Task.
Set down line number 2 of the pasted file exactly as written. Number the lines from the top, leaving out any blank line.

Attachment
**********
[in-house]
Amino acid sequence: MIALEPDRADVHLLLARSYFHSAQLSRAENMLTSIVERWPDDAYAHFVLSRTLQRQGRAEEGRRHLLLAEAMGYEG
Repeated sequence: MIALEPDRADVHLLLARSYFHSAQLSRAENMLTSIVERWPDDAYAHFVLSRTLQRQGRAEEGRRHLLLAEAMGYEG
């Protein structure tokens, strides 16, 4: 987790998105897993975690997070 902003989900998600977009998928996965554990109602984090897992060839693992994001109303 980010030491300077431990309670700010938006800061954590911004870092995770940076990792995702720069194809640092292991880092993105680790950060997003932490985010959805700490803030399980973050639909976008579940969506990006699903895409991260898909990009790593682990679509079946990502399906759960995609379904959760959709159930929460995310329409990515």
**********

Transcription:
Amino acid sequence: MIALEPDRADVHLLLARSYFHSAQLSRAENMLTSIVERWPDDAYAHFVLSRTLQRQGRAEEGRRHLLLAEAMGYEG